The announcement of Joël Robuchon’s death came early Monday morning on August 6. The French chef, lauded as one of the best in the world, had died of cancer at the age of 73 in Switzerland.
As the hours went by, articles paying homage to the “chef of the century” multiplied. USA Today talked about an “iconic chef” who let customers into his kitchens. Fox News dubbed him a “legendary” cook, and The Washington Post described him as a “master.”
According to The Post, he “shook up the stuffy world of French haute cuisine by wowing palates with the delights of the simple mashed potato and giving diners a peek at the kitchen.”
Robuchon, the most Michelin-starred chef in history (with 31 stars in 2018), opened several restaurants in the United States over the years. After closing his restaurant at the Four Seasons Hotel in New York in 2012, he made his return to the Big Apple in 2017 by opening L’Atelier de Joël Robuchon, an outpost of his own intimate restaurant with locations throughout the world. Other projects were in the works for New York and Miami. The chef also has a restaurant in Las Vegas.
For the foodie website Eater, Robuchon “left behind a massively influential legacy of nouvelle French cooking.” Stephanie Tudor writes, “The revered chef favored modernizing and casualizing French fare in playful and simple ways, most famously in his butter-heavy pommes purée and through implementing counter seating in traditionally more formal venues.”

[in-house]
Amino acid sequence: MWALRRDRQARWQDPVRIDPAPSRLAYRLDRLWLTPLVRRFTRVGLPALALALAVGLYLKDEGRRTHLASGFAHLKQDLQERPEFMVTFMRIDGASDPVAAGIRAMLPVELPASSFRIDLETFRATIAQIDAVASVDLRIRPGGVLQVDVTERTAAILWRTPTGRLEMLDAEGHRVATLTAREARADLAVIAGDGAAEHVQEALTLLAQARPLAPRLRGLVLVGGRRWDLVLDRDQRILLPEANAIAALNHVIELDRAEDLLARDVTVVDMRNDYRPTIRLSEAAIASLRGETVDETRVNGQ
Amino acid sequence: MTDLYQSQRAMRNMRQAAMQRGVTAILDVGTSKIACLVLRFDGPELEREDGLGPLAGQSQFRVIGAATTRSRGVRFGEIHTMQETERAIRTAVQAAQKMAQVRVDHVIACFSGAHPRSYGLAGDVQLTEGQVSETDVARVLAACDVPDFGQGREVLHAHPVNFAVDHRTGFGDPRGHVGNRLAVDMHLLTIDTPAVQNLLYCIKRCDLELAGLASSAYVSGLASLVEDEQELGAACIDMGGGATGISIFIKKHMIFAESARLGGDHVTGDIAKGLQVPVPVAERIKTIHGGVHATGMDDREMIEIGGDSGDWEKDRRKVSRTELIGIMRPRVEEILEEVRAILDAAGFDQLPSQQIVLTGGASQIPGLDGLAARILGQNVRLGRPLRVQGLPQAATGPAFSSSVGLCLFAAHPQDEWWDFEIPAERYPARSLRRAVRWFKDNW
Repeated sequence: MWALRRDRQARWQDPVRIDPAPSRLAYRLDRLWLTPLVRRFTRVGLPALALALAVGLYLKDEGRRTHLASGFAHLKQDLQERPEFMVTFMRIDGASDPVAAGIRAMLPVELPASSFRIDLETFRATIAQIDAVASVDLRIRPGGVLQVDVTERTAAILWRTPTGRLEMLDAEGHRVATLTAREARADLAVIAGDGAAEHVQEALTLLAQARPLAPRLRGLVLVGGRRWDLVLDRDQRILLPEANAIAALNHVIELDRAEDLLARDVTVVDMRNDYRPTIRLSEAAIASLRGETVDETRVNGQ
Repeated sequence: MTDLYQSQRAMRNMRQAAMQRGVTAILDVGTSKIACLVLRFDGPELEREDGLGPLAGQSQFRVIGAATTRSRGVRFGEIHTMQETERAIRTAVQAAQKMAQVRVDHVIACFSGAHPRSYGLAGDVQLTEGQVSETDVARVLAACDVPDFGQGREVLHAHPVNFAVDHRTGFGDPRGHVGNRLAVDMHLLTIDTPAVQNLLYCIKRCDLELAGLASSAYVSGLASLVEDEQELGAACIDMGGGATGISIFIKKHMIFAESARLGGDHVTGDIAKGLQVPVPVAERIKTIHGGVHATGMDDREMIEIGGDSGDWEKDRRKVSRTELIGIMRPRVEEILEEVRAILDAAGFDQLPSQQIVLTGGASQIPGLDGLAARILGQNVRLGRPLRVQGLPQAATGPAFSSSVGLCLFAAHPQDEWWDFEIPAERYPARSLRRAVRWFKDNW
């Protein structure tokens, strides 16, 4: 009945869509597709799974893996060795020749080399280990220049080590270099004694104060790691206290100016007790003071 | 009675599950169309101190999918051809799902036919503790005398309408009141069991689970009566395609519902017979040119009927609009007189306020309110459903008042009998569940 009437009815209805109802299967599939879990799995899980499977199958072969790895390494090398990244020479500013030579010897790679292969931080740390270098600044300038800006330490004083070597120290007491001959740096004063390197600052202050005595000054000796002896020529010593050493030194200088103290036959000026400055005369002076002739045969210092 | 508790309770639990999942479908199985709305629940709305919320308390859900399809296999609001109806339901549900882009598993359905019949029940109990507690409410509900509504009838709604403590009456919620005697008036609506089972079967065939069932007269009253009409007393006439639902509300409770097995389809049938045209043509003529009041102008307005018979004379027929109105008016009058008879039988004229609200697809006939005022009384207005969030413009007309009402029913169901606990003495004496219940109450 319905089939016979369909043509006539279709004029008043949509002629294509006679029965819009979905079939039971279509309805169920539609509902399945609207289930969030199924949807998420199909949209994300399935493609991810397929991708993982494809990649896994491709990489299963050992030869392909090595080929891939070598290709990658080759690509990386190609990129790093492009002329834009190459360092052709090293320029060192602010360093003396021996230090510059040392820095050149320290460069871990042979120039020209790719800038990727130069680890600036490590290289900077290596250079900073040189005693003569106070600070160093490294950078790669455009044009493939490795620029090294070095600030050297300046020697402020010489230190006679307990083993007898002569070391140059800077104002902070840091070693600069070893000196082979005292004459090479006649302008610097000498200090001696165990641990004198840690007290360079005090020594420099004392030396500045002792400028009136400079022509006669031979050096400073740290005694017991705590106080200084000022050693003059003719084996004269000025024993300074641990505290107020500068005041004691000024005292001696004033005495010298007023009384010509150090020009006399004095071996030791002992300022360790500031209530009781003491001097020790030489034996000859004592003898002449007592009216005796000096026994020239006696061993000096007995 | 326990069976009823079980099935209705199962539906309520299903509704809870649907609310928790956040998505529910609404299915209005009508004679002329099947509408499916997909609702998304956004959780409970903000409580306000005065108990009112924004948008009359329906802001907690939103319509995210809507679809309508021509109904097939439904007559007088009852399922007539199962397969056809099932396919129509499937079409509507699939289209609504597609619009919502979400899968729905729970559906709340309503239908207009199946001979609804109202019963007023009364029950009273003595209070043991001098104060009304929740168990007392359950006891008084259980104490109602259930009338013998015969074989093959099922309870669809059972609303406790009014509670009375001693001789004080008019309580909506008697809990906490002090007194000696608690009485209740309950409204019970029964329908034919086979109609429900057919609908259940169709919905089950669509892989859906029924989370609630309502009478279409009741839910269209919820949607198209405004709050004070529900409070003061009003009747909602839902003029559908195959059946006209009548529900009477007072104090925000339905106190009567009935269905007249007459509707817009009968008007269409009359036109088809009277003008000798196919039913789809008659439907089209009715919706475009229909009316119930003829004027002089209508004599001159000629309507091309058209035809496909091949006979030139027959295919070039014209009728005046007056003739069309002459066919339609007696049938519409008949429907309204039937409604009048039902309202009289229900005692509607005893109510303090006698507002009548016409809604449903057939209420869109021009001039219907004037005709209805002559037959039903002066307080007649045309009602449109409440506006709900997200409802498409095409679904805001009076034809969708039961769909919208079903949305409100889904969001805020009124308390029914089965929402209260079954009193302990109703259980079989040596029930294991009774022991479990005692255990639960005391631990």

Several American media companies cited the Associated Press report, which described “a career of superlatives.”
“It’s tough to know which accolade to list first,” the AP story begins. “That Joël Robuchon was dubbed “chef of the century” in 1989 or that he won a record-setting 32 Michelin stars in 2016.” Robuchon’s ambitions were high and different from his fellow big-name chefs: “His goal, Robuchon said, was to make diners feel comfortable, let them interact with the chef and, above all, put the focus back on the food. It was partially a rebuke to the Michelin star regime, which awards points not just for technique but also for the ambiance and service. But Michelin, and just about everyone else, gobbled it up.”
“To many, Robuchon was more than a chef,” sums up Grub Street. “He was the living embodiment of a grand French culinary master.”